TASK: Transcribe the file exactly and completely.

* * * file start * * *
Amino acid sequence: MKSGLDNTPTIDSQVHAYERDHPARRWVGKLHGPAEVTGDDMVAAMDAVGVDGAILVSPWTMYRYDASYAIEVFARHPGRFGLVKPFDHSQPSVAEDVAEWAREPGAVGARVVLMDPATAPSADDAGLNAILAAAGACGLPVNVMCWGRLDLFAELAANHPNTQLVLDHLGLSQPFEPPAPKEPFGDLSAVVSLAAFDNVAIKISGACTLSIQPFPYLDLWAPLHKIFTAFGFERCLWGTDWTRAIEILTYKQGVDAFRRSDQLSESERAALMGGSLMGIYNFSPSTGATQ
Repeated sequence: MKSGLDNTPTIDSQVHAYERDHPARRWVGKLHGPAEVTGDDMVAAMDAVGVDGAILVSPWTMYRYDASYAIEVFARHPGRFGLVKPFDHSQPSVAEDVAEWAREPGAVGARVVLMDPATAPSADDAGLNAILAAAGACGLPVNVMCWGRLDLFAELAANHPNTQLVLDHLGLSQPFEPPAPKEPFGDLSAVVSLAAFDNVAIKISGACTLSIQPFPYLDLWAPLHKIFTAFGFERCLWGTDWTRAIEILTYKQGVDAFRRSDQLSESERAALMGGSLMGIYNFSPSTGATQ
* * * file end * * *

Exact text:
Amino acid sequence: MKSGLDNTPTIDSQVHAYERDHPARRWVGKLHGPAEVTGDDMVAAMDAVGVDGAILVSPWTMYRYDASYAIEVFARHPGRFGLVKPFDHSQPSVAEDVAEWAREPGAVGARVVLMDPATAPSADDAGLNAILAAAGACGLPVNVMCWGRLDLFAELAANHPNTQLVLDHLGLSQPFEPPAPKEPFGDLSAVVSLAAFDNVAIKISGACTLSIQPFPYLDLWAPLHKIFTAFGFERCLWGTDWTRAIEILTYKQGVDAFRRSDQLSESERAALMGGSLMGIYNFSPSTGATQ
Repeated sequence: MKSGLDNTPTIDSQVHAYERDHPARRWVGKLHGPAEVTGDDMVAAMDAVGVDGAILVSPWTMYRYDASYAIEVFARHPGRFGLVKPFDHSQPSVAEDVAEWAREPGAVGARVVLMDPATAPSADDAGLNAILAAAGACGLPVNVMCWGRLDLFAELAANHPNTQLVLDHLGLSQPFEPPAPKEPFGDLSAVVSLAAFDNVAIKISGACTLSIQPFPYLDLWAPLHKIFTAFGFERCLWGTDWTRAIEILTYKQGVDAFRRSDQLSESERAALMGGSLMGIYNFSPSTGATQ